An American movie actress, best known for playing dumb blondes, is Scotland Yard's prime suspect when her husband, Lord Edgware, is murdered. The great detective, Hercule Poirot, digs deeper into the case.
Hercule Poirot attends a dinner party in which one of the guests clutches his throat and suddenly dies. The cause seems to be natural until another party with most of the same guests produces another corpse.
Agatha Christie's classic whodunit speeds into the twenty-first century. World-famous sleuth Hercule Poirot has just finished a case in Istanbul and is returning home to London onboard the luxurious Orient Express. But, the train comes to a sudden halt when a rock slide blocks the tracks ahead. And all the thrills of riding the famous train come to a halt when a man discovered dead in his compartment, stabbed nine times. The train is stranded. No one has gotten on or gotten off. That can only mean one thing: the killer is onboard, and it is up to Hercule Poirot to find him. Written by
The 1974 movie of this book was a mixed bag. Obligations to the all-star cast caused most of the problems, as the writers and editors jockeyed to give everyone an equitable amount of screen time, an actorly moment and some close-ups. This prevented it from being a very deep film, and Sidney Lumet is really only a workmanlike filmmaker. But still, despite those limitations, there is much pleasure in the earlier version; the wordless flashback prologue of a kidnapping is beautifully done. Rare for a murder mystery, the unfolding of the solution provides a startling, satisfying emotional payload.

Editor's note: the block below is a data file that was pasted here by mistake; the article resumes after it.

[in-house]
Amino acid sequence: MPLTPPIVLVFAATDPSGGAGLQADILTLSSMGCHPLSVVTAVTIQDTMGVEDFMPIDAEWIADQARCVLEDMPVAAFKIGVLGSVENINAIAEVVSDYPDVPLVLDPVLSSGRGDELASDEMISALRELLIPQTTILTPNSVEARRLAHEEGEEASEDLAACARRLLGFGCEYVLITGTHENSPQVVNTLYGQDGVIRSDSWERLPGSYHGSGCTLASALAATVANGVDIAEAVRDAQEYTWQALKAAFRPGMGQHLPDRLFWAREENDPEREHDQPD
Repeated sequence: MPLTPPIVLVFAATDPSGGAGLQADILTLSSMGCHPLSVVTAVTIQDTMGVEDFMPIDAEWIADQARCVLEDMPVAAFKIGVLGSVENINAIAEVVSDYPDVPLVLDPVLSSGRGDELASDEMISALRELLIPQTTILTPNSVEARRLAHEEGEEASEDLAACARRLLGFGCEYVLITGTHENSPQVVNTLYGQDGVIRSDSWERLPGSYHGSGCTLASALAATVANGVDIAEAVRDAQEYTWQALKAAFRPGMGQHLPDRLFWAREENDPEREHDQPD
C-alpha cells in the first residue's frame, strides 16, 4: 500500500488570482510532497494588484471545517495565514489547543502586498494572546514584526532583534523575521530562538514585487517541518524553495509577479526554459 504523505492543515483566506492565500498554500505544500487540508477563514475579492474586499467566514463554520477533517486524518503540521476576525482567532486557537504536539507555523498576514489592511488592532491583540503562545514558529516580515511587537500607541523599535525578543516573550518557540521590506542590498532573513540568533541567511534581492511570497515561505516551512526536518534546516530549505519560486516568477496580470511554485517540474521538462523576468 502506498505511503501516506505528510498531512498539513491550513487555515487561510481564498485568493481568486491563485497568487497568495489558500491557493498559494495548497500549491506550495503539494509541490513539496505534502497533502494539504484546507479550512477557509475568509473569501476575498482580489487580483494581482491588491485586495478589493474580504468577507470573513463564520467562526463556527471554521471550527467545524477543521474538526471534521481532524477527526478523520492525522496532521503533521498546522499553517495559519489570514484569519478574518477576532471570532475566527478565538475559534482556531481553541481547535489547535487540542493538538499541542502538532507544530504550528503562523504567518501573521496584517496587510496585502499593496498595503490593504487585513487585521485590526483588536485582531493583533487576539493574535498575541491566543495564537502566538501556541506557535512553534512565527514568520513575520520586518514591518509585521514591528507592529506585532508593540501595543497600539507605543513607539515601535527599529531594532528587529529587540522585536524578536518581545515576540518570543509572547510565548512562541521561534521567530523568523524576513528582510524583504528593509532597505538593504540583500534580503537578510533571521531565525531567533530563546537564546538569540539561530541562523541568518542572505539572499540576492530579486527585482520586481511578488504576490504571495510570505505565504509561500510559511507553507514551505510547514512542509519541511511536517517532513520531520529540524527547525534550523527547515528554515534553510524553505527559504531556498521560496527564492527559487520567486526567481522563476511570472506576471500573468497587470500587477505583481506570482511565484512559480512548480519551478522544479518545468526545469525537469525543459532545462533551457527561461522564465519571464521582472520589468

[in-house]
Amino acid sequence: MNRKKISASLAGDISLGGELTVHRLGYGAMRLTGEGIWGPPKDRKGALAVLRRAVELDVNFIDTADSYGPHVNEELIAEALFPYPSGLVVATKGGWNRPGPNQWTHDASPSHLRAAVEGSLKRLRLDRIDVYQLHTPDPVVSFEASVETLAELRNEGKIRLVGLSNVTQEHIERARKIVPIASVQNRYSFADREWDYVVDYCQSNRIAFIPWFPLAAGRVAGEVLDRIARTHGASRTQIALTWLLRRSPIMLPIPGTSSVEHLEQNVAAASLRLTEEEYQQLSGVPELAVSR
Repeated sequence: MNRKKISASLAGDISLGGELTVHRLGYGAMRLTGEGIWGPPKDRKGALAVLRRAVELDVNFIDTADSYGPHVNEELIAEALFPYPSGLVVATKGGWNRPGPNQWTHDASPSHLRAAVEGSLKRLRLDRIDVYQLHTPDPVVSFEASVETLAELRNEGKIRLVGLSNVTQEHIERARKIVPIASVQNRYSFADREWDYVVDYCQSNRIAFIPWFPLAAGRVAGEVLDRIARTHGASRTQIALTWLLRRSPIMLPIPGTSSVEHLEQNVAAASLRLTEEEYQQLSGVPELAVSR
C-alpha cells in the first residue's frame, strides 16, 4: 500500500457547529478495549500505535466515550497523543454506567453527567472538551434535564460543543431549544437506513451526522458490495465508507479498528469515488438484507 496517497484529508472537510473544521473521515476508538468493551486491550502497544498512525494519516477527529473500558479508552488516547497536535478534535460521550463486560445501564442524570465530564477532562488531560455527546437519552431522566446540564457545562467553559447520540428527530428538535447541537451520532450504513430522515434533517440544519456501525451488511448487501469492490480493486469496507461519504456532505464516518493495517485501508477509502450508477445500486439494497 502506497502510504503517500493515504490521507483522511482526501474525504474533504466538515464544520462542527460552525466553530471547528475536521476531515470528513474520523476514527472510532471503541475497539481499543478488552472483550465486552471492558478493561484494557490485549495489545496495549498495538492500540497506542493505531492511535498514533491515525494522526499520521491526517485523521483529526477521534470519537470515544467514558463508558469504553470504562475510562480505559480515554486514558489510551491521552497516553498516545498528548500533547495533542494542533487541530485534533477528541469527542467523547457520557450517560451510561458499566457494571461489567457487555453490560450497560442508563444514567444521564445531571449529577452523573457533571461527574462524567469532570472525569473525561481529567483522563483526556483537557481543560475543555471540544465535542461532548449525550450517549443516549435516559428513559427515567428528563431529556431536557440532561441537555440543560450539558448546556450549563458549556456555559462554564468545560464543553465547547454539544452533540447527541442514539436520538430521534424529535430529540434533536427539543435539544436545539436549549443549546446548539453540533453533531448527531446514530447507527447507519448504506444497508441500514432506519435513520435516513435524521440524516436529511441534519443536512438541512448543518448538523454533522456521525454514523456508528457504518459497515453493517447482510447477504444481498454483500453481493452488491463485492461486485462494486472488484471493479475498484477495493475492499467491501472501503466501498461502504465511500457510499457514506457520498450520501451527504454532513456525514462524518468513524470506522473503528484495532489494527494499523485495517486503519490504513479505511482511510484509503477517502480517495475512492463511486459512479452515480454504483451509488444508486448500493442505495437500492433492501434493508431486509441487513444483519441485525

For this retelling, a decision was made to update the material to the contemporary era. The topical references that acknowledge the world has changed since the thirties really achieve naught, except perhaps alleviating some writers fear that the material is passé... There's too many of these self-conscious references (to air travel, the internet, VCRs, taking the Express out of mothballs, Ross Perot) and they become annoying. Other changes are there simply because filmmakers thought it would make it more conventional (Hercule Poirot has a ridiculous romantic interest, "Vera"). The biggest bummer is the substitution of a utilitarian diesel engine for the original stylish steam locomotive. Thud.
Ultimately these revisions add nothing to the movie and seem to have taken the focus off producing a tight, compelling, methodical script.
The highlight of the previous movie was the cross-cutting between the temporal time-frame and the crime. This movie lifts that technique, but doesn't really come up with any contribution of it's own. The color palette, the research and the envisioning of the crime were all more vivid in the earlier version.
Alfred Molina is pretty bad in this. It just isn't interesting.
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